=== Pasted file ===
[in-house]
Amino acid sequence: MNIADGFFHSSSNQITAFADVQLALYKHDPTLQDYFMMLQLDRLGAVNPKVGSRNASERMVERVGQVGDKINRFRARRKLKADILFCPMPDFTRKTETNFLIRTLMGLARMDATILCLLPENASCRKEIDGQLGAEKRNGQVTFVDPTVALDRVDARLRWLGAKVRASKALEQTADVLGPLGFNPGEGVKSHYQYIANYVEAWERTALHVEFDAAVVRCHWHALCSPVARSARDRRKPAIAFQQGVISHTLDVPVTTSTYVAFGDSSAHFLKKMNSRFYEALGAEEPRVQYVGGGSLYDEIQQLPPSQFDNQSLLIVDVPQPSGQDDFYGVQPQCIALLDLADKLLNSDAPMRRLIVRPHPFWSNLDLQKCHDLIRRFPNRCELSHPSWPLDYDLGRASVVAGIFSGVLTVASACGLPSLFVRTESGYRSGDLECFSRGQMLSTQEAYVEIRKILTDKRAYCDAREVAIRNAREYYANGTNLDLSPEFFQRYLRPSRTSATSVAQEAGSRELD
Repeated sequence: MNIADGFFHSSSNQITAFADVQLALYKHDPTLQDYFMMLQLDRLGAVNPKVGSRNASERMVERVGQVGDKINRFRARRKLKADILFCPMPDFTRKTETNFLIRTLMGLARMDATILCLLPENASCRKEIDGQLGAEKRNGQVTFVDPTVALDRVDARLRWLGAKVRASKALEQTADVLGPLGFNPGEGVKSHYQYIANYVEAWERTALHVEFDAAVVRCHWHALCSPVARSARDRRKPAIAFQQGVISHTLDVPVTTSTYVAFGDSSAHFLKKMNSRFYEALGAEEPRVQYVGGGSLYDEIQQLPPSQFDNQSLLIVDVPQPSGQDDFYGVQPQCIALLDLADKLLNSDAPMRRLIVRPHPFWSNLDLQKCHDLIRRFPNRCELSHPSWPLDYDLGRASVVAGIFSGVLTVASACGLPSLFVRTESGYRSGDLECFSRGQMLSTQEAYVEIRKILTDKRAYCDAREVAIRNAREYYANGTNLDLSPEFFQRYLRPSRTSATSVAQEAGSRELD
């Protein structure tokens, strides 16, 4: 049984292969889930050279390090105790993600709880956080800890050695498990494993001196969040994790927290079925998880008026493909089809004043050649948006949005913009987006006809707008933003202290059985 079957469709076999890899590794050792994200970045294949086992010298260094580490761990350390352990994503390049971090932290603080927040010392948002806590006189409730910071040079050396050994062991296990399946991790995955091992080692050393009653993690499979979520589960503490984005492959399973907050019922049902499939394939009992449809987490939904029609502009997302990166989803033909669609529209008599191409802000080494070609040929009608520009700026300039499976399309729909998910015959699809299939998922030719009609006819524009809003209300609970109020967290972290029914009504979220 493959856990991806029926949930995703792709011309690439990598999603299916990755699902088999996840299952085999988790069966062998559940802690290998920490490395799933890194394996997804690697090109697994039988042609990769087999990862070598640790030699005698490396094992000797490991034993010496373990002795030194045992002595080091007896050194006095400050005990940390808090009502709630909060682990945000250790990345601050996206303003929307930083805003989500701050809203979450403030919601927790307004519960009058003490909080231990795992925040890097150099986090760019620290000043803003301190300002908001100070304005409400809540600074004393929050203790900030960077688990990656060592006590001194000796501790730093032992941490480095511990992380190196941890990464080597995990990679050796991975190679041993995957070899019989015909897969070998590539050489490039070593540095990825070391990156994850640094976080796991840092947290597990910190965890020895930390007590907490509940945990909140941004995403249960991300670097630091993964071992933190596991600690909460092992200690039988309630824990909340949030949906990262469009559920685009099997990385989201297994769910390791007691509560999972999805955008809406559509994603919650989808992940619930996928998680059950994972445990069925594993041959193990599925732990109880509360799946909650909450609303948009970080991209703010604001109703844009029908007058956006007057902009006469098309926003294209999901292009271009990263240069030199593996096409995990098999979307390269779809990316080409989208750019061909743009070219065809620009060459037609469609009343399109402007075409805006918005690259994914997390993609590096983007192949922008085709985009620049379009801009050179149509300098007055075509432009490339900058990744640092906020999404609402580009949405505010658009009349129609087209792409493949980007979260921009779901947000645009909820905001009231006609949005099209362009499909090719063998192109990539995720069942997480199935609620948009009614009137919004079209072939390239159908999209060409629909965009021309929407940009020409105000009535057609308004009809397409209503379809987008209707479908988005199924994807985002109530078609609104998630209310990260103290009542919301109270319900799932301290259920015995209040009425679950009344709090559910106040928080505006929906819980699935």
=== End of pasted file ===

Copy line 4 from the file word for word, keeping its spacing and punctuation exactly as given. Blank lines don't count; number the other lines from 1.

């Protein structure tokens, strides 16, 4: 049984292969889930050279390090105790993600709880956080800890050695498990494993001196969040994790927290079925998880008026493909089809004043050649948006949005913009987006006809707008933003202290059985 079957469709076999890899590794050792994200970045294949086992010298260094580490761990350390352990994503390049971090932290603080927040010392948002806590006189409730910071040079050396050994062991296990399946991790995955091992080692050393009653993690499979979520589960503490984005492959399973907050019922049902499939394939009992449809987490939904029609502009997302990166989803033909669609529209008599191409802000080494070609040929009608520009700026300039499976399309729909998910015959699809299939998922030719009609006819524009809003209300609970109020967290972290029914009504979220 493959856990991806029926949930995703792709011309690439990598999603299916990755699902088999996840299952085999988790069966062998559940802690290998920490490395799933890194394996997804690697090109697994039988042609990769087999990862070598640790030699005698490396094992000797490991034993010496373990002795030194045992002595080091007896050194006095400050005990940390808090009502709630909060682990945000250790990345601050996206303003929307930083805003989500701050809203979450403030919601927790307004519960009058003490909080231990795992925040890097150099986090760019620290000043803003301190300002908001100070304005409400809540600074004393929050203790900030960077688990990656060592006590001194000796501790730093032992941490480095511990992380190196941890990464080597995990990679050796991975190679041993995957070899019989015909897969070998590539050489490039070593540095990825070391990156994850640094976080796991840092947290597990910190965890020895930390007590907490509940945990909140941004995403249960991300670097630091993964071992933190596991600690909460092992200690039988309630824990909340949030949906990262469009559920685009099997990385989201297994769910390791007691509560999972999805955008809406559509994603919650989808992940619930996928998680059950994972445990069925594993041959193990599925732990109880509360799946909650909450609303948009970080991209703010604001109703844009029908007058956006007057902009006469098309926003294209999901292009271009990263240069030199593996096409995990098999979307390269779809990316080409989208750019061909743009070219065809620009060459037609469609009343399109402007075409805006918005690259994914997390993609590096983007192949922008085709985009620049379009801009050179149509300098007055075509432009490339900058990744640092906020999404609402580009949405505010658009009349129609087209792409493949980007979260921009779901947000645009909820905001009231006609949005099209362009499909090719063998192109990539995720069942997480199935609620948009009614009137919004079209072939390239159908999209060409629909965009021309929407940009020409105000009535057609308004009809397409209503379809987008209707479908988005199924994807985002109530078609609104998630209310990260103290009542919301109270319900799932301290259920015995209040009425679950009344709090559910106040928080505006929906819980699935």